Gold Ball

(redirected from Gold Balls)

Gold Ball

Slang; in auto sales, a term for a highly creditworthy customer with a large down payment. Gold ball customers are very low risk for the seller.
References in periodicals archive ?
His materials included gold balls, ceramic tiles, bottle glass windows, mosaic tiling, cobblestone flooring, individual sculptures and even a living tree.
Ikea's Strala collection includes a garland of pierced gold balls fitted with LEDs, and a bright red tree mat has built-in LEDs.
Apart from the remains 70 coins from 1830 - 1835, two British medals, three gold balls and an amulet were recovered during the excavation by the Gurdwara management, local volunteers and historians without government support.
Under the new game, the number of white balls has increased to 75 and the number of gold balls (the Mega Ball) has decreased to 15.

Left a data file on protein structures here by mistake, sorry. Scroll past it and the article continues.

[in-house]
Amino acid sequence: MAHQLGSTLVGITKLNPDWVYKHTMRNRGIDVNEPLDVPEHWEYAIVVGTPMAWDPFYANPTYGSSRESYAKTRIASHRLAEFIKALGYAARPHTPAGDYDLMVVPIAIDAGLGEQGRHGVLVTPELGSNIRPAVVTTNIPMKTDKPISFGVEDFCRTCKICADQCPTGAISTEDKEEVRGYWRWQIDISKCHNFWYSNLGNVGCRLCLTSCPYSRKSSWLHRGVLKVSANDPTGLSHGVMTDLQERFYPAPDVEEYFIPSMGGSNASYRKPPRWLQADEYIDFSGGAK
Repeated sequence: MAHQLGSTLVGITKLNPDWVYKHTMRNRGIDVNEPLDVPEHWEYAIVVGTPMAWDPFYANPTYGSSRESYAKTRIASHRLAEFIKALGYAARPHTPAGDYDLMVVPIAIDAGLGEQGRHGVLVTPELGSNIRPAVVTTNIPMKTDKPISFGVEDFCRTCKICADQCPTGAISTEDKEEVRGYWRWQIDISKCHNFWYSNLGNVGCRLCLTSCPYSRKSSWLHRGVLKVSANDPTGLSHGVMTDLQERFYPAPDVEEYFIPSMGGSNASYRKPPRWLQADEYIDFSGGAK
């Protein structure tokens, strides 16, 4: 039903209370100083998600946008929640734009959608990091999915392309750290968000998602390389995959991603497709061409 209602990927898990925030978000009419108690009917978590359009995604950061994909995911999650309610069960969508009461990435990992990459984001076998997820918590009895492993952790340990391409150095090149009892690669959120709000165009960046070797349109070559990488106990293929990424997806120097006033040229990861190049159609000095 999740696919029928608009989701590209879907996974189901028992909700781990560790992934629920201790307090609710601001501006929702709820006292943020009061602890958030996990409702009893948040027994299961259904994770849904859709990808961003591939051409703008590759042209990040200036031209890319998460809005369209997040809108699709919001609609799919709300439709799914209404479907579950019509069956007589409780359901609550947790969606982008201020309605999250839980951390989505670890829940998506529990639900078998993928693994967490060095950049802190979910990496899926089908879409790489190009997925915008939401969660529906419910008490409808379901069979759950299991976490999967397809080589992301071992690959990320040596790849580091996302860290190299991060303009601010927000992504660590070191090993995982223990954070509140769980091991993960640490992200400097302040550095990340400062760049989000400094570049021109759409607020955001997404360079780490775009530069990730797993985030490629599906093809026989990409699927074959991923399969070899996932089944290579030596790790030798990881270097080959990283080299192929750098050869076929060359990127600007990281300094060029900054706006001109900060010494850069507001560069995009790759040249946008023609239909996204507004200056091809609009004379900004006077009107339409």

As a baby, Tiger (above) would happily sit for hours watching his father Earl hit gold balls into a net in the family garage, and so when he started to toddle about Earl naturally gave him a sawn off nine iron of his own.
Starting with a base of foliage in surprising shades such as silver and orange, Nadler and Sengo add plants, herb sprigs, and fruit as accents--a bow of succulents instead of red ribbon, kumquats in the place of gold balls.
To this day three gold balls - symbolising the bags of gold coins - remain the traditional symbol of St Nicholas.
She was then submerged with 800 yabbies - a type of crayfish - and 6000 cockroaches while trying to get 11 stars out of gold balls.
Most of the gold balls are flushed out of the body, but many accumulate in tumor tissue when abnormal blood vessels there leak their contents, including the nanoshells, into the tumor.
Attenborough, who died several years ago, was an insurance broker and Lloyd's member, but he came from a family of pawnbrokers and that business was reflected in his silks - black with gold balls (spots).
Pawnbrokers still bear a traditional symbol of three gold balls suspended from a metal bar, a relic from 15th century Florence where the Medici family of bankers had the image as their coat of arms.
So he built his around a tree -with a grass roof, gold balls, sculptures and impressive windows fashioned from bottles.